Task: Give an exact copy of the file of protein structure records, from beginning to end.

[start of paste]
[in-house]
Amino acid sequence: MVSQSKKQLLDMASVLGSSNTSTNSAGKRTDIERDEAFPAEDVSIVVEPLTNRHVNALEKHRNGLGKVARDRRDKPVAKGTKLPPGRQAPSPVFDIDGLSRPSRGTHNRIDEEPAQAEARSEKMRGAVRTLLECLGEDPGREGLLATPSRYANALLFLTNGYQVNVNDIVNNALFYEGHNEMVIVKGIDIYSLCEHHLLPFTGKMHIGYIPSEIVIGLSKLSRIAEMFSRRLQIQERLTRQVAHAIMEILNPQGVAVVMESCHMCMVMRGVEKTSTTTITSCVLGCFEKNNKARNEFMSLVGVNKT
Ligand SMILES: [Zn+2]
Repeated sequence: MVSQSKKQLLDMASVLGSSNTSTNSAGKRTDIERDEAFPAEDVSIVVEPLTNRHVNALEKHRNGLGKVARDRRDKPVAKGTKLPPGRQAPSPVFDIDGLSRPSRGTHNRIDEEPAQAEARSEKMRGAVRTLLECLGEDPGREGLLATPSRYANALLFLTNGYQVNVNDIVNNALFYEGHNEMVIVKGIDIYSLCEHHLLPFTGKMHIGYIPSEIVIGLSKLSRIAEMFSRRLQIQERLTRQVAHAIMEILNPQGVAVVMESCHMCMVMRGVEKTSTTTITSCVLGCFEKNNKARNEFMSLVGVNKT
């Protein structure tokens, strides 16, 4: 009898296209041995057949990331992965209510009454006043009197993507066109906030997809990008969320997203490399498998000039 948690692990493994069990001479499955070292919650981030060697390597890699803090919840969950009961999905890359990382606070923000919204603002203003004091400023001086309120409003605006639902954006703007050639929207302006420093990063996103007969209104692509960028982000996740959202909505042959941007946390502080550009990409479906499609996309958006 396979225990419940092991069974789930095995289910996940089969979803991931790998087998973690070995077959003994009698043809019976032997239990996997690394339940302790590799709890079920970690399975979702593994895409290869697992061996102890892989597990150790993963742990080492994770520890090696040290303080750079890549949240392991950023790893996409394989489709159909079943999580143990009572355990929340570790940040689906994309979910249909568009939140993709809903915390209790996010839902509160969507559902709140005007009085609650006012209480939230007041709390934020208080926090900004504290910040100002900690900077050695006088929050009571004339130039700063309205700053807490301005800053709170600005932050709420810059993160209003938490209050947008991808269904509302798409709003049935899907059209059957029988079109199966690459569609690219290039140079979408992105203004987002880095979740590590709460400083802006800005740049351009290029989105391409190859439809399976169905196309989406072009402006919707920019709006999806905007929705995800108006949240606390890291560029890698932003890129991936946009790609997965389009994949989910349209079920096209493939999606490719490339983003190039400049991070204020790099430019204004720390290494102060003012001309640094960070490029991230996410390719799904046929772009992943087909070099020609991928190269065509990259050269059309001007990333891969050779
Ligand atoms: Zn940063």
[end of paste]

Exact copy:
[in-house]
Amino acid sequence: MVSQSKKQLLDMASVLGSSNTSTNSAGKRTDIERDEAFPAEDVSIVVEPLTNRHVNALEKHRNGLGKVARDRRDKPVAKGTKLPPGRQAPSPVFDIDGLSRPSRGTHNRIDEEPAQAEARSEKMRGAVRTLLECLGEDPGREGLLATPSRYANALLFLTNGYQVNVNDIVNNALFYEGHNEMVIVKGIDIYSLCEHHLLPFTGKMHIGYIPSEIVIGLSKLSRIAEMFSRRLQIQERLTRQVAHAIMEILNPQGVAVVMESCHMCMVMRGVEKTSTTTITSCVLGCFEKNNKARNEFMSLVGVNKT
Ligand SMILES: [Zn+2]
Repeated sequence: MVSQSKKQLLDMASVLGSSNTSTNSAGKRTDIERDEAFPAEDVSIVVEPLTNRHVNALEKHRNGLGKVARDRRDKPVAKGTKLPPGRQAPSPVFDIDGLSRPSRGTHNRIDEEPAQAEARSEKMRGAVRTLLECLGEDPGREGLLATPSRYANALLFLTNGYQVNVNDIVNNALFYEGHNEMVIVKGIDIYSLCEHHLLPFTGKMHIGYIPSEIVIGLSKLSRIAEMFSRRLQIQERLTRQVAHAIMEILNPQGVAVVMESCHMCMVMRGVEKTSTTTITSCVLGCFEKNNKARNEFMSLVGVNKT
């Protein structure tokens, strides 16, 4: 009898296209041995057949990331992965209510009454006043009197993507066109906030997809990008969320997203490399498998000039 948690692990493994069990001479499955070292919650981030060697390597890699803090919840969950009961999905890359990382606070923000919204603002203003004091400023001086309120409003605006639902954006703007050639929207302006420093990063996103007969209104692509960028982000996740959202909505042959941007946390502080550009990409479906499609996309958006 396979225990419940092991069974789930095995289910996940089969979803991931790998087998973690070995077959003994009698043809019976032997239990996997690394339940302790590799709890079920970690399975979702593994895409290869697992061996102890892989597990150790993963742990080492994770520890090696040290303080750079890549949240392991950023790893996409394989489709159909079943999580143990009572355990929340570790940040689906994309979910249909568009939140993709809903915390209790996010839902509160969507559902709140005007009085609650006012209480939230007041709390934020208080926090900004504290910040100002900690900077050695006088929050009571004339130039700063309205700053807490301005800053709170600005932050709420810059993160209003938490209050947008991808269904509302798409709003049935899907059209059957029988079109199966690459569609690219290039140079979408992105203004987002880095979740590590709460400083802006800005740049351009290029989105391409190859439809399976169905196309989406072009402006919707920019709006999806905007929705995800108006949240606390890291560029890698932003890129991936946009790609997965389009994949989910349209079920096209493939999606490719490339983003190039400049991070204020790099430019204004720390290494102060003012001309640094960070490029991230996410390719799904046929772009992943087909070099020609991928190269065509990259050269059309001007990333891969050779
Ligand atoms: Zn940063």